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Dumont v. New Jersey Devils

SUPERIOR COURT OF NEW JERSEY APPELLATE DIVISION


September 1, 2010

SYLVIE DUMONT, PLAINTIFF-APPELLANT,
v.
NEW JERSEY DEVILS, NEW JERSEY SPORTS & EXPOSITION AUTHORITY, DEFENDANTS-RESPONDENTS.

On appeal from the Superior Court of New Jersey, Law Division, Bergen County, Docket No. L-4018-08.

Per curiam.

NOT FOR PUBLICATION WITHOUT THE APPROVAL OF THE APPELLATE DIVISION

Submitted July 20, 2010

Before Judges Gilroy and Sapp-Peterson.

Plaintiff Sylvie Dumont appeals from the June 26, 2009 grant of summary judgment to defendants, New Jersey Devils, LLC (incorrectly designated in the complaint as The New Jersey Devils), and the New Jersey Sports & Exposition Authority (NJSEA). We affirm.

Viewed most favorably for plaintiff, Brill v. Guardian Life Ins. Co. of Am., 142 N.J. 520, 540 (1995), the motion record reveals the following. The NJSEA owns and operates a multipurpose arena at the New Jersey Meadowlands Sports Complex in East Rutherford. The New Jersey Devils is a professional hockey team and a member of the National Hockey League (NHL). At all times relevant, NJSEA leased the arena, then known as the Continental Airlines Arena, to the New Jersey Devils for the hockey team's use in playing its home games.

On April 16, 2006, plaintiff attended a Devil's home game at the arena. The ice rink at the arena contained the appropriate sideboards with Plexiglass protection required of all NHL ice rinks. The arena also contained protective netting both behind the goals and to the sides of the goals at opposite ends of the ice rink. The netting extended to the corners on each side of each goal as required by the NHL. Plaintiff sat in what was described as the "Gold Circle Member" seats located behind the Devil's team bench at the center ice area of the stands, a distance from the goals. The seat was located above the Plexiglass protective barrier, beyond the areas of the rink protected by the netting that extends above the Plexiglass.

After watching the first period of play, plaintiff left her seat and proceeded to the concession stand to purchase refreshments. She returned to her seat just prior to commencement of the second period of play. After several minutes of play in the second period, plaintiff reached down to place her empty food tray on the floor near her seat. As she did so, a puck left the ice and struck her on the right side of her face, causing injury. Plaintiff neither saw the puck coming, nor heard warnings from any spectators in the seats near her.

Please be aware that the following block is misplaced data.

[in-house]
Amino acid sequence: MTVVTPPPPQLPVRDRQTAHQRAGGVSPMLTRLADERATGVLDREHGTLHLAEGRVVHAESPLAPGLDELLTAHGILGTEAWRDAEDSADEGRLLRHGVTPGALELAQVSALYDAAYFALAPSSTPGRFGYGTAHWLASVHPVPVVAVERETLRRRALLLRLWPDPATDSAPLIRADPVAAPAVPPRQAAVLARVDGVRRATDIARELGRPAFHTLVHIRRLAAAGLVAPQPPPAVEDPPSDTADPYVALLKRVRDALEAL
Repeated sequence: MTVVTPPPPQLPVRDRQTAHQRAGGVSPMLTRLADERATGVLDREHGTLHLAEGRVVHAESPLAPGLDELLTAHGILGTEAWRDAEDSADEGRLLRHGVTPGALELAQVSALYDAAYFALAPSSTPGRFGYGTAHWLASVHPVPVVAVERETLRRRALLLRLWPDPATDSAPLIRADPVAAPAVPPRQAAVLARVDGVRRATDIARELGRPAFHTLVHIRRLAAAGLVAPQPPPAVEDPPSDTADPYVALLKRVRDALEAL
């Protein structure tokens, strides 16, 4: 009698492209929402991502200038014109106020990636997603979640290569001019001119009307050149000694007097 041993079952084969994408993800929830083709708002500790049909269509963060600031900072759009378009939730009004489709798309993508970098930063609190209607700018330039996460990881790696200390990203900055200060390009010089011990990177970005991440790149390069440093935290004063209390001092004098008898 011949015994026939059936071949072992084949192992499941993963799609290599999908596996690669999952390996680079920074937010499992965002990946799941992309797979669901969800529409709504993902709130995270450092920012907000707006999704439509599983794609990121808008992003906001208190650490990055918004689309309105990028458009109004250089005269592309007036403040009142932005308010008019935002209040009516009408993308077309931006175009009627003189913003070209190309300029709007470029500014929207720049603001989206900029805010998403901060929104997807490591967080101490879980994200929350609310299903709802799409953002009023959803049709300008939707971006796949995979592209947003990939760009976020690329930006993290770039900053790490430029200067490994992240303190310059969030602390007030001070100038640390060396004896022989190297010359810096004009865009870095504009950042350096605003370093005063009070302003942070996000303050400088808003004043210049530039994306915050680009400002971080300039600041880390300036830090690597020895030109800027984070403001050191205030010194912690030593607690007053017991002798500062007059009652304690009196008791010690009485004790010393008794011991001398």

On April 7, 2008, plaintiff filed a personal injury negligence complaint against defendants, alleging that defendants had breached their duty of care by failing to protect her from all known and foreseeable hazards existing on the premises during a professional hockey game, including "protecting [p]laintiff from hazards due to dangerous hockey pucks, providing screening in the most dangerous area of the spectator seating, offering sufficient protected seating to those like [p]laintiff who would seek it, warning [p]laintiff of known or foreseeable hazards, advising [p]laintiff of the option to exchange her seat to a protected location," or otherwise safeguarding her "in situations where hockey pucks leave the playing area and enter into spectator areas." After the close of discovery, defendants filed a motion for summary judgment, contending that they had complied with their limited duty of care by providing seating sufficient to accommodate any patron who may reasonably have anticipated, or desired, protected screened seating in the most dangerous sections of the stands, citing Sciarratta v. Global Spectrum, 194 N.J. 345, 348 (2008). Defendants' motion was supported by certification of Christopher Modrzynski, Senior Executive Vice President and Chief Operating Officer of the Devils. Modrzynski certified to the protective measures provided at the hockey rink and to the Devils' policy that the team would accommodate any patron who expressed a concern about sitting in an unprotected area of the arena by either relocating the patron to a protected area or by offering the patron a ticket refund.

On June 26, 2009, Judge Donohue granted defendants summary judgment, determining that plaintiff's complaint was governed by the principles enunciated in Sciarratta and Schneider v. Am. Hockey and Ice Skating Ctr., Inc., 342 N.J. Super. 527, 534 (App. Div.), certif. denied, 170 N.J. 387 (2001). On August 13, 2009, the judge filed a letter of amplification pursuant to Rule 2:5-1(b).

On appeal, plaintiff argues that defendants breached their duty of care by failing to notify her "of the option to change seats because of the risk of flying hockey pucks," and that a material question of fact existed as to whether defendants had breached their duty of limited care because they had not undertaken a qualitative or quantitative risk assessment, or a comparative analysis identifying the high risk seating sections of the arena.

We have considered plaintiff's arguments in light of the record and applicable law. We conclude that the arguments are without sufficient merit to warrant discussion in a written opinion. R. 2:11-3(e)(1)(E). We affirm substantially for the reasons expressed by Judge Donohue in his August 5, 2009 letter of amplification. R. 2:11-3(e)(1)(A).

Affirmed.

20100901

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